Cooking fresh shrimp is a wonderful experience because after cleaning, there are just a few short steps to enjoy a wonderful shrimp creation of your own making. But there are some important things to consider when handling fresh seafood of any kind - especially shrimp. First is in selection. I generally try to buy shrimp with the heads still on. This tells you something important about the shrimp: it's never been frozen. Freezing shrimp with the heads on makes a mess (and not a lot of sense) so anytime you need to start cooking fresh shrimp by removing the heads, you know they're fresh! Next is temperature. Shrimp should always be kept at around 34 degrees Fahrenheit. Most refrigerators are around 40 degrees, which might sound close, but it's not - as far as the shrimp are concerned. Studies have shown that just a 5 degree temperature reduction (from 40 to 35) doubles the shelf life of fish and shellfish. So before cooking fresh shrimp, you will most likely need to store your raw shrimp on self-draining ice in the refrigerator. I place the ice and shrimp in a colander and then into a metal bowl to catch the water as the ice melts. Incidentally, the same is true for refrigerators at the store. Fresh fish should always be stored on ice. Before cooking fresh shrimp, give it a smell. If shrimp does go bad, you'll know it by a strong ammonia odor, which is true of most fish.

Cooking Frozen Shrimp

Cooking frozen shrimp is the norm for anyone who lives inland and not right at the coast where fresh seafood is readily available. But that doesn't mean that all frozen shrimp is created equal. Luckily, there are some standard labels that help us identify a few things about the shrimp we are buying - if we understand what they mean. Most often, you will be looking for shrimp that is IQF - individually quick frozen. So look at the bag of shrimp. If the shrimp are frozen together in a clump or covered in ice crystals, you know that this bag of shrimp was defrosted at some time and refrozen. This will greatly diminish a product's quality so you don't want this! Before cooking frozen shrimp, know what you are planning to make so you can buy the correct size shrimp. Litle salad shrimp aren't going to work in a shrimp cocktail. Conversely, why spend more money on big shrimp just to cut them up for salad. You know shrimp size based on its number in the bag. 15-20 means that there are 15-20 shrimp per pound. The larger the number, the smaller the shrimp. When cooking frozen shrimp, the shrimp might have been cleaned before frozen, which is called P&D for peeled and de-veined - or you may have to peel and de-vein after defrosting. Always cook frozen shrimp after it has been defrosted in the refrigerator. You can speed up defrosting by placing the shrimp in bowl under slowly running cold water.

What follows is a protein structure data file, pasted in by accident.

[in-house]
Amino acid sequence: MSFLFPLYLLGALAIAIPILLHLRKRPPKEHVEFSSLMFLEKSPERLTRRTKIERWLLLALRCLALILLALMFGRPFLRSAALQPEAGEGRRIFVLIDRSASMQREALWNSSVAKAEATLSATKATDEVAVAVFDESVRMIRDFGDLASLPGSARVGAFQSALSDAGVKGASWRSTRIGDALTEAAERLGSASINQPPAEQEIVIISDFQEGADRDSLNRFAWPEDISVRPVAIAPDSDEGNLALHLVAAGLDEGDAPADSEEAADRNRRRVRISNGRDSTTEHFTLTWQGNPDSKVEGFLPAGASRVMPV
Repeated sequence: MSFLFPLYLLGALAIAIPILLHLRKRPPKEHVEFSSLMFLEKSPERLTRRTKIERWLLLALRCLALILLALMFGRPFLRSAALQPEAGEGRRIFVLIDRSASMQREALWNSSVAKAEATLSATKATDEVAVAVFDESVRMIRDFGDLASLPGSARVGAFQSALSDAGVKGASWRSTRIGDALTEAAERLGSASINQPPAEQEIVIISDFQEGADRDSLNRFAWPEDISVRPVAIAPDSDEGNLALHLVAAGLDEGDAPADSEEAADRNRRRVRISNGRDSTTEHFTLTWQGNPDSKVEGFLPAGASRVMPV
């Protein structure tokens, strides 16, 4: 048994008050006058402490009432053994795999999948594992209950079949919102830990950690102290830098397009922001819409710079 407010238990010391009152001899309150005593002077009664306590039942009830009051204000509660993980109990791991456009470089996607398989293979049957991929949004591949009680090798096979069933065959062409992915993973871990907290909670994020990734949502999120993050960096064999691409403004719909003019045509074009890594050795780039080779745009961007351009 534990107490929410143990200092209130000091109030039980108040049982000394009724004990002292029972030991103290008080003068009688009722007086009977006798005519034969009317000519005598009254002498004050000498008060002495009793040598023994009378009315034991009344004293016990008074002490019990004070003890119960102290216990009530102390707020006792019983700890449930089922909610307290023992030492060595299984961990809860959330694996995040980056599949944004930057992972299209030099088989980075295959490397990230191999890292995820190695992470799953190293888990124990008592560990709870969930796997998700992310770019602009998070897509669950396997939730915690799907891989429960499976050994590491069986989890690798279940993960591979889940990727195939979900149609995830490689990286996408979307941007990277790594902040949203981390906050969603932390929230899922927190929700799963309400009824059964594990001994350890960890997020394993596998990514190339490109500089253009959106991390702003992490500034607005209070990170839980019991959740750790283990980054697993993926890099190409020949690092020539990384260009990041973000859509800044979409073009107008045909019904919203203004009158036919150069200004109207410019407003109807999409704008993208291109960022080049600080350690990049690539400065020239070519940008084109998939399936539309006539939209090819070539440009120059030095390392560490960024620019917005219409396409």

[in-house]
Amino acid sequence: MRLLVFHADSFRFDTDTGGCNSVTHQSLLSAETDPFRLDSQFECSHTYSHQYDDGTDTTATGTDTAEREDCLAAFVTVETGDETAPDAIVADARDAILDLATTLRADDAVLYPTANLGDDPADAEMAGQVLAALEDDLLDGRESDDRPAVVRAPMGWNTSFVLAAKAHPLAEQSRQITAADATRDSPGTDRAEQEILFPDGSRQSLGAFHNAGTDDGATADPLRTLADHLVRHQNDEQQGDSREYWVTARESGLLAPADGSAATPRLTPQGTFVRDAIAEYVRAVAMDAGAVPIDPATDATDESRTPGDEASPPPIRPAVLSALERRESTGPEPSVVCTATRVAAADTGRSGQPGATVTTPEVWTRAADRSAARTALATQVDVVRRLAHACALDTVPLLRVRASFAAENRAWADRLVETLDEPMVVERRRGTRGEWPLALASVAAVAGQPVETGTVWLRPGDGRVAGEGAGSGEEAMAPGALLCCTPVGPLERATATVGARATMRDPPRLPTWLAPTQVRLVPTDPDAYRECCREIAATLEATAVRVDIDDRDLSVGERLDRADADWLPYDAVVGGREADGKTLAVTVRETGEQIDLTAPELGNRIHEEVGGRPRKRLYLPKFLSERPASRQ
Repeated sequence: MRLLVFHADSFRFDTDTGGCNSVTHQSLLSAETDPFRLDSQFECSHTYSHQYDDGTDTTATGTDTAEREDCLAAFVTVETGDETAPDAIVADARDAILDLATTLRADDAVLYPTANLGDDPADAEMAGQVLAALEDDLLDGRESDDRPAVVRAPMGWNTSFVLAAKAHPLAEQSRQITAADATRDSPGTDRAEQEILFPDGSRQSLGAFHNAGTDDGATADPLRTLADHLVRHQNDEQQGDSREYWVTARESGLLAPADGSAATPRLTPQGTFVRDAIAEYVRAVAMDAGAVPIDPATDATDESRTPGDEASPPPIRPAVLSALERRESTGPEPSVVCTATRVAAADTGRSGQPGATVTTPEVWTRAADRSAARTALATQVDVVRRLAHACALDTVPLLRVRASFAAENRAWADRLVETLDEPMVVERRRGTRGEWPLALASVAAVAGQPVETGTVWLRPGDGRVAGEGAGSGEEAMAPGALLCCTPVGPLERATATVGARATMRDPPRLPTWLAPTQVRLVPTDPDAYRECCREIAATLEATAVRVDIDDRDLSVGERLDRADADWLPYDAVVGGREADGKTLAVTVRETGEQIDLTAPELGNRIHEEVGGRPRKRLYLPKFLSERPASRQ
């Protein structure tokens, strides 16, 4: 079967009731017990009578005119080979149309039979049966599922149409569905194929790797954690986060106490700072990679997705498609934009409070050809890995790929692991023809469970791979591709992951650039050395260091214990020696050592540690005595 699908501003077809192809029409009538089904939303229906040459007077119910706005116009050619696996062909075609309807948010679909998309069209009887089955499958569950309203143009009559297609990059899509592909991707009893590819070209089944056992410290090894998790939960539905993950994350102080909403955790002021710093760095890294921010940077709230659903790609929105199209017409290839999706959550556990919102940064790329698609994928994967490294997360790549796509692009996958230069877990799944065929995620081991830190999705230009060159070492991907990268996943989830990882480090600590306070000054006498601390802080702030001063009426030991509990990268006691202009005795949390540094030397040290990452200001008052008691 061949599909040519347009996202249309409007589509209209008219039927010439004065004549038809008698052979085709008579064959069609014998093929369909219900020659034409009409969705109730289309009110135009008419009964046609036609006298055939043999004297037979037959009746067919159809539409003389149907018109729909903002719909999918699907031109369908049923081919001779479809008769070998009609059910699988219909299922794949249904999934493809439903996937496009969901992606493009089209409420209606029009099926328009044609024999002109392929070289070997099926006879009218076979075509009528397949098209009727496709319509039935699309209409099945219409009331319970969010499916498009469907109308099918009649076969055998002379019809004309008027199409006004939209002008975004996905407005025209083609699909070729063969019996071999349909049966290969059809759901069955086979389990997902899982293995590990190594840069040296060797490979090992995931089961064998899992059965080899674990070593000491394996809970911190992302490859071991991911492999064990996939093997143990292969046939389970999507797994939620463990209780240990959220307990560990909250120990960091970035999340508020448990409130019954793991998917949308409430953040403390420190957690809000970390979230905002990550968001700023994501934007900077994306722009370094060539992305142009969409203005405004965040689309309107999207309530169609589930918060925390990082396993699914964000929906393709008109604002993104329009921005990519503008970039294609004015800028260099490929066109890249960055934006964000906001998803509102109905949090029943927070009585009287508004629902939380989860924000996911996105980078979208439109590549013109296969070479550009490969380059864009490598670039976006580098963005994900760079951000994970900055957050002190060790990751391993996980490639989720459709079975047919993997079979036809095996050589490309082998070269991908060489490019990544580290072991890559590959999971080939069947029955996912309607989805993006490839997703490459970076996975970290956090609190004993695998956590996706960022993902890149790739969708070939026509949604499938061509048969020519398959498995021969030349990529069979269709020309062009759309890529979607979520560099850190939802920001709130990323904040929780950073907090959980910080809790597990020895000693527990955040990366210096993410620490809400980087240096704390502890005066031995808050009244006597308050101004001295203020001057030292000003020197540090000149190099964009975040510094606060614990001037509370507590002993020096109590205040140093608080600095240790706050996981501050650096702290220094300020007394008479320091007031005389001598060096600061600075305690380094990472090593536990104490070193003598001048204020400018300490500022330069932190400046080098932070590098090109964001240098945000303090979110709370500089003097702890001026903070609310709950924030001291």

Cooking shrimp is a skill that enables you to prepare wonderful home-cooked dishes quickly and easily. Shrimp is a versatile ingredient that can be prepared in so many different ways, you are not likely to get bored anytime soon. By understanding and applying these simple techniques, you will soon be cooking shrimp at every meal. Shrimp omelet, anyone?